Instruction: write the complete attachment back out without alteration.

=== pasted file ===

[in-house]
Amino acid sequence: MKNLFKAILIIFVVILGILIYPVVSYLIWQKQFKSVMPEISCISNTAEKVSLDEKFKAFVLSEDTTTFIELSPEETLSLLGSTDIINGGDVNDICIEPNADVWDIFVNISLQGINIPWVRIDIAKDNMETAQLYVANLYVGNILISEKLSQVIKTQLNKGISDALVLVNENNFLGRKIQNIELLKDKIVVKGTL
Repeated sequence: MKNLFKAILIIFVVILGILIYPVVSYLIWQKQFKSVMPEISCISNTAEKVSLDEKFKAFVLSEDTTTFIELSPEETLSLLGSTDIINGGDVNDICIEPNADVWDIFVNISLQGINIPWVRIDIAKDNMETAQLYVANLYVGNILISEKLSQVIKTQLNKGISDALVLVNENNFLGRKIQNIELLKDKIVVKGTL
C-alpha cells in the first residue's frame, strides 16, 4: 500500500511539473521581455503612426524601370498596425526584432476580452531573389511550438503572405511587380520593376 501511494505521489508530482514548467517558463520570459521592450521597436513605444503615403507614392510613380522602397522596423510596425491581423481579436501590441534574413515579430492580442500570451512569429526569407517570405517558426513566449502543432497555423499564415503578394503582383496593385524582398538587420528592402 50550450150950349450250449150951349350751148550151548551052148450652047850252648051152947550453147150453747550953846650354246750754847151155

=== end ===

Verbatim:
[in-house]
Amino acid sequence: MKNLFKAILIIFVVILGILIYPVVSYLIWQKQFKSVMPEISCISNTAEKVSLDEKFKAFVLSEDTTTFIELSPEETLSLLGSTDIINGGDVNDICIEPNADVWDIFVNISLQGINIPWVRIDIAKDNMETAQLYVANLYVGNILISEKLSQVIKTQLNKGISDALVLVNENNFLGRKIQNIELLKDKIVVKGTL
Repeated sequence: MKNLFKAILIIFVVILGILIYPVVSYLIWQKQFKSVMPEISCISNTAEKVSLDEKFKAFVLSEDTTTFIELSPEETLSLLGSTDIINGGDVNDICIEPNADVWDIFVNISLQGINIPWVRIDIAKDNMETAQLYVANLYVGNILISEKLSQVIKTQLNKGISDALVLVNENNFLGRKIQNIELLKDKIVVKGTL
C-alpha cells in the first residue's frame, strides 16, 4: 500500500511539473521581455503612426524601370498596425526584432476580452531573389511550438503572405511587380520593376 501511494505521489508530482514548467517558463520570459521592450521597436513605444503615403507614392510613380522602397522596423510596425491581423481579436501590441534574413515579430492580442500570451512569429526569407517570405517558426513566449502543432497555423499564415503578394503582383496593385524582398538587420528592402 50550450150950349450250449150951349350751148550151548551052148450652047850252648051152947550453147150453747550953846650354246750754847151155